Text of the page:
Informing Canadians

By Dan Middlemiss, 1 September 2023

Several interesting questions about different aspects of the National Shipbuilding Strategy (NSS) and its programs have arisen in recent threads in this Broadsides Forum, and the answers have been either contentious or difficult to resolve on the basis of current information.

These prompted me to ponder what information Canadians should have a reasonable right to receive about the NSS and its associated procurement programs: what? from whom, and how frequently? In addition, we could ask how well Canada fares in this regard when compared to other western states with similar shipbuilding strategies. The United Kingdom and Australia immediately spring to mind, but we could also include the United States for the sake of comparison.

I have been trying to stay current with the latest developments in our NSS, and I have also spent a great deal of time over the years researching several of Canada’s previous major naval procurement programs. But as our readers know, information is often hard to come by, and close attention to government announcements and reports, academic and industry studies, journal articles, media reports, and for some of us, even a resort to Access to Information requests are required in attempt for us to keep up, and even then it is a struggle to make sense of the results.

So, my question to this Forum is the following: if you could have your top questions answered about the NSS and its programs, what would they be? Who do you think should be the appropriate source to provide the answers?

To provide some examples of what I mean, here are a few of my top choices.

1. Is the current NSS approach sustainable in the long term? What is meant by sustainable and what conditions have to apply for the NSS to be successful? (Sufficient domestic demand? Supplementary export orders? Continued government funding and other support?) In my opinion, this question should have been rigorously investigated by a reputable, independent, third party organization like the RAND Corporation before the NSS was announced. Australia and the United Kingdom have done so via RAND studies, augmented by parliamentary hearings and reports, and by other third party reports.

2. What was the government’s reasoning for its quick about-face on its stated policy in June 2016 to seek a mature and existing design for the CSC? The answer to this could shed light on Canadian defence industry lobbying, but would probably have to rely on media interviews because of cabinet confidentiality rules.

3. How much, and in what ways, has the RCN changed its design requirements for the CSC since the basic design competition ended and LMC was selected in October 2018?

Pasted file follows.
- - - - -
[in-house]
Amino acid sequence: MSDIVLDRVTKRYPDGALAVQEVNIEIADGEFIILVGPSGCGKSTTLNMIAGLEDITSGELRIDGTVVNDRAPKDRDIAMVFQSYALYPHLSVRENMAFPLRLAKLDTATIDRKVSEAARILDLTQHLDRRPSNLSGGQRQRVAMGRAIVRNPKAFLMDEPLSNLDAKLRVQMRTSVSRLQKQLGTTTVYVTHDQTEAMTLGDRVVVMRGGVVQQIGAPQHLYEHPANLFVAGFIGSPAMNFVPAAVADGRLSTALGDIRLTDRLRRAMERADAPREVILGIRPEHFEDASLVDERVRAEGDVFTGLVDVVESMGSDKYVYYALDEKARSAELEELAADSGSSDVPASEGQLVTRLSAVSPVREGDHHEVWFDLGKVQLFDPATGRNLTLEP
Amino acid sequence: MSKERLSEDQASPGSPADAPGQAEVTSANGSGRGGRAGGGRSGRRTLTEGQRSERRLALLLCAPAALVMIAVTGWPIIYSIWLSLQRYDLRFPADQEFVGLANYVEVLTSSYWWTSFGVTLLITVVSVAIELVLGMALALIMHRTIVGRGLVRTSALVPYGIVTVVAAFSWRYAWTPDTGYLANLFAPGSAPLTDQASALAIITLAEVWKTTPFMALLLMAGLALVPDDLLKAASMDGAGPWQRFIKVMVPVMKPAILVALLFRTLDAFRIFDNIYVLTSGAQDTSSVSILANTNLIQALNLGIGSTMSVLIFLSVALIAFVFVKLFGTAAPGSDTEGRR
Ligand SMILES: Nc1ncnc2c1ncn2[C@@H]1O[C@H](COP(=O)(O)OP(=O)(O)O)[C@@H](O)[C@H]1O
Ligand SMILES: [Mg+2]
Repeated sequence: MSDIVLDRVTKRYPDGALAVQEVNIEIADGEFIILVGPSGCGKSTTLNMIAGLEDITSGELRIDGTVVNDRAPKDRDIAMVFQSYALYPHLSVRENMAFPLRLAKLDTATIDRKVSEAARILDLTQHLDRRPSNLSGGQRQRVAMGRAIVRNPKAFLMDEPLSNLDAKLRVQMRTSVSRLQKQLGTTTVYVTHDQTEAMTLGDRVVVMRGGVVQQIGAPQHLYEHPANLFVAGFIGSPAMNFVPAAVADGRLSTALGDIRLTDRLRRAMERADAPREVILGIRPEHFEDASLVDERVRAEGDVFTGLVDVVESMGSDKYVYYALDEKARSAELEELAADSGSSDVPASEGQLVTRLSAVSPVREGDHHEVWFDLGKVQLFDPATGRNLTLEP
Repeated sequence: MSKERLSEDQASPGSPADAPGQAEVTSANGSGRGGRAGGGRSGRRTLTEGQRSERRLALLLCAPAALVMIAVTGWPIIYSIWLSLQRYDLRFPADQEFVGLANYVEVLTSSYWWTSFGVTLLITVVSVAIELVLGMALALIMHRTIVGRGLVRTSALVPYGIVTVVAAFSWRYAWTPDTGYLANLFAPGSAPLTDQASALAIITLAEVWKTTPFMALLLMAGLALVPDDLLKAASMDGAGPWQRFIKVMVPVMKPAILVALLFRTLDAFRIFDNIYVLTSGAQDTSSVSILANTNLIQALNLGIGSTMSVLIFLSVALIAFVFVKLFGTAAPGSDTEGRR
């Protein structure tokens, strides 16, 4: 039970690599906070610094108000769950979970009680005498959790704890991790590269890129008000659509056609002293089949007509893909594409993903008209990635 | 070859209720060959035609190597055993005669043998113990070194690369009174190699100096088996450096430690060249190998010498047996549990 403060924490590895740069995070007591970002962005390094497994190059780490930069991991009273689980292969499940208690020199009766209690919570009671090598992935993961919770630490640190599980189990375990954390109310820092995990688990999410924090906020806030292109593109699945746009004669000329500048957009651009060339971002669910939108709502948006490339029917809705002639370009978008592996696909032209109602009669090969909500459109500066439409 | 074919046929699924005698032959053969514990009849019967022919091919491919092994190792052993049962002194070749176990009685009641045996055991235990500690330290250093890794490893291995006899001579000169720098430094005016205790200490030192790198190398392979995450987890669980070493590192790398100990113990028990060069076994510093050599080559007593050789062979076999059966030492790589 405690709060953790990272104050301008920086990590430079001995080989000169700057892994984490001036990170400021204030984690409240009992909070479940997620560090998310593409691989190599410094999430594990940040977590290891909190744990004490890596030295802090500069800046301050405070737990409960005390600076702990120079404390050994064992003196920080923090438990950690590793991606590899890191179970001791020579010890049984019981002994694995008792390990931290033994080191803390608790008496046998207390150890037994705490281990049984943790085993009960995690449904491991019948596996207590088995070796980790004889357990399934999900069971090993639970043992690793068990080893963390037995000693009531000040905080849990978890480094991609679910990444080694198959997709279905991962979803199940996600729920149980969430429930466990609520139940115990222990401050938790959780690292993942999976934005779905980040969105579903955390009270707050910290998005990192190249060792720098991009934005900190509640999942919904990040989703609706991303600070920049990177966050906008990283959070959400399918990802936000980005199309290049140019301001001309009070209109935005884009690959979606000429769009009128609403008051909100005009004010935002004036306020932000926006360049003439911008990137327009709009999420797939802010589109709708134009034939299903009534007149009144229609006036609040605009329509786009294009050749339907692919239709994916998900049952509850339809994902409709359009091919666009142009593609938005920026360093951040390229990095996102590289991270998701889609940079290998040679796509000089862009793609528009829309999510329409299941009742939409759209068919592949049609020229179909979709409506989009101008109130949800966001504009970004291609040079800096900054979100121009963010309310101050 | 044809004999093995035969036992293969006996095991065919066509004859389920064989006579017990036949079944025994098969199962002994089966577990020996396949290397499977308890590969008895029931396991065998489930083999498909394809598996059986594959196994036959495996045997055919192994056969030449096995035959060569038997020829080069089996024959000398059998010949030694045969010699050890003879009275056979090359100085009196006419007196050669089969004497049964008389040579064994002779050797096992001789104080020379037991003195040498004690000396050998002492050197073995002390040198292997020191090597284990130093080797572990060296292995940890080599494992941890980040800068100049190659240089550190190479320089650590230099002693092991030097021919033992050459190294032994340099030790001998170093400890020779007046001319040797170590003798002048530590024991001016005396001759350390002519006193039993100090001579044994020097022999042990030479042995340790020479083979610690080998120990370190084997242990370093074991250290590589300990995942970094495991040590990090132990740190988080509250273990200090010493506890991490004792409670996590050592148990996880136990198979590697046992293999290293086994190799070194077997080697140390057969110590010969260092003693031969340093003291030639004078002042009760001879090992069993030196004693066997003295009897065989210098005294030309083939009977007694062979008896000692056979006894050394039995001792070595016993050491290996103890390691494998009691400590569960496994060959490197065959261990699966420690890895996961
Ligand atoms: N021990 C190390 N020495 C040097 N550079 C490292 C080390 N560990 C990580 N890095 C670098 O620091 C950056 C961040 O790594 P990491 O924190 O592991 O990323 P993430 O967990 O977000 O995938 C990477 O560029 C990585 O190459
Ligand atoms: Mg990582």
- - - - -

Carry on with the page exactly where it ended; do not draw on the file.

4. When the CSC contract is finally signed, what is the government’s best estimate of the full costs and anticipated delivery schedule for the total number of ships to be procured? Other states’ governments have provided this type of information and have updated that information fairly regularly. I hope Canada will as well.

5. On how many occasions has the federal cabinet been briefed by DND and Public Services and Procurement Canada on the cost, quantity, and scheduled delivery details of the CSC? In my experience, given cabinet secrecy conventions, this type of information probably could only be obtained via Access to Information requests, and these can be costly and usually entail significant time delays. This might seem like a trivial question, but in researching past major warship procurements, I have been struck by just how seldom such important matters come before the full cabinet for discussion and ultimately decisions. Indeed, during the DDH-280 class procurement process, oftentimes the DND minister and even the senior officers of the RCN were being provided with only partial (or misleading) information, while at other times they had crucial material withheld from them. When billions of dollars and careers are at stake, history has demonstrated that political and bureaucratic games abound. Therefore, this type of information might help to  reassure Canadians that our political leaders were being kept informed about progress of the NSS and its relevant programs in an open and transparent manner.

6. Finally, the real core issue is: do Canadians really care one way or the other? Ottawa appears to think not, and I can point you to recent comments by very senior retired DND types who lament that they think not as well. Perhaps in the end, our PM, government leaders, and Canadians themselves share this sentiment, namely they expect the United States to defend Canada in a pinch in any case, but do not want to admit that out loud.

I am sure that Forum readers will have different questions that they would like answered, so please weigh in.


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